- Cheeks: Measure the widest length across your cheekbones.
- Jaw: Measure your jawline at its widest point.
Now, measure the length of your face by using the “cross shape method”. Put the ruler just under the eyes and measure from ear to ear (stopping at where the ear begins). Then place the ruler at the top of your forehead at your hairline and measure to your chin. Your ratio will either be 1 (your width) to 1 1/2 (your length) or 1 to 1 or 1 to 2. (More on this later)
After you’ve taken your measurements, it’s time to figure out which face shape you have.
The widths of your brow, cheekbones, and jaw are almost equal or you’re an oval if the length of your face equals 1 1/2 times the width of your face.
If you have an oval face shape, you’ve landed the most versatile shape. You can wear almost any hairstyle. The only thing to consider with an oval face shape is what part of your face you want to accentuate. This is where you can get creative with bangs or how you style your hair every day.
Your forehead and jaw are curved at the corners, and your face is nearly as wide as it is long. You have soft features in general. The difference between a round face and a square face (which also measures the same across as long) lies in the angles. Square faces have strong, angular features, whereas a round face has soft features. Your cross ratio is 1 to 1.
Round faces tend to be soft with non-angular features and full cheeks. You may find you have more of a round face when you carry extra weight, but keep in mind many classic round-faced women are super thin and still have non-angular features.
If the length of your face is almost equal to its width, you’re a square shape. You have sharp, angular features including a sharp jawline. (If your features are soft and rounded, you are likely a “round face shape.”) Your cross ratio (see slide 1) is 1 to 1 or 1 to 1 1/2.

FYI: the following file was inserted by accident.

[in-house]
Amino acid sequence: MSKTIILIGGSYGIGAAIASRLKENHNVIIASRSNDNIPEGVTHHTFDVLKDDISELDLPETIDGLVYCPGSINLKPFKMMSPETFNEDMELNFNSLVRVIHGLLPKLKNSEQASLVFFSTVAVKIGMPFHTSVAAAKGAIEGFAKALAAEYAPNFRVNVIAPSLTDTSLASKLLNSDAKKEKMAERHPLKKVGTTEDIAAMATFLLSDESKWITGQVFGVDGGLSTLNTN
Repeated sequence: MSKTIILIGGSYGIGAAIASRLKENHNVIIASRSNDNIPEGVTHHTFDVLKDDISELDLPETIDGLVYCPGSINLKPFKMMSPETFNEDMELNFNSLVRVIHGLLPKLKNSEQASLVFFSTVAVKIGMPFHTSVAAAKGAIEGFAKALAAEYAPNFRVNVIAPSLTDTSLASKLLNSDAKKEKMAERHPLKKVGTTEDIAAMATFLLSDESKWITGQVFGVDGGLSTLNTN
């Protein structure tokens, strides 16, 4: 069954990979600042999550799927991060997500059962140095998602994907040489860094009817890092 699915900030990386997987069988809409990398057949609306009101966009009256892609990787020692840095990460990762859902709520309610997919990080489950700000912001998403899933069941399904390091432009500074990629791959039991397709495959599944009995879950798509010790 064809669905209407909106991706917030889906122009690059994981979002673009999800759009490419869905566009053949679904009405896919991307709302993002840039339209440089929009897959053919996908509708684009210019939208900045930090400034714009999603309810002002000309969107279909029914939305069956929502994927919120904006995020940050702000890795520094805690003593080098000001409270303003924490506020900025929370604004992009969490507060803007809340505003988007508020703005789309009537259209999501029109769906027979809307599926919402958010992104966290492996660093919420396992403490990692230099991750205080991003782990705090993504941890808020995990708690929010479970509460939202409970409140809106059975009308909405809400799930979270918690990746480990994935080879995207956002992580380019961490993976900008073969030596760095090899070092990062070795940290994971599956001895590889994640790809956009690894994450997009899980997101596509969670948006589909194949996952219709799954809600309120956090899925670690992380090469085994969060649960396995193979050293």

Two other big pluses to having a square face: square faces photograph the best and women with strong angular features tend to age well. If you have a square face, you may want to play down your strong, angular jaw.
Heart-shaped faces are wider at the forehead and gently narrow down at the jawline. You may have a pointy chin. This shape is also known as the “inverted triangle.”
You have a diamond face if you are widest at your cheekbones and your jawline and forehead are the same length (but still narrower than your cheeks). The hairstyles that look great on you look great on square face shapes.
Long face shapes are longer than they are wide. If your “cross shape ratio” is 1 to more than 1 1/2, then you fall into this face shape zone. The perfect haircut for this type doesn’t drag down the face, yet adds width.
Some hairstyles like the textured bob and long, layered cuts can work for all face shapes, whereas other, more intense looks like pixies, undercuts, centre parts and slicked-back locks require careful consideration. That said, none of them are off-limits for any face shape because the length, texture, and location of the part can all be altered to make them work!
So which shape are you? And do you have any shape-specific tips to share?
Photos by the author and sourced from the internet.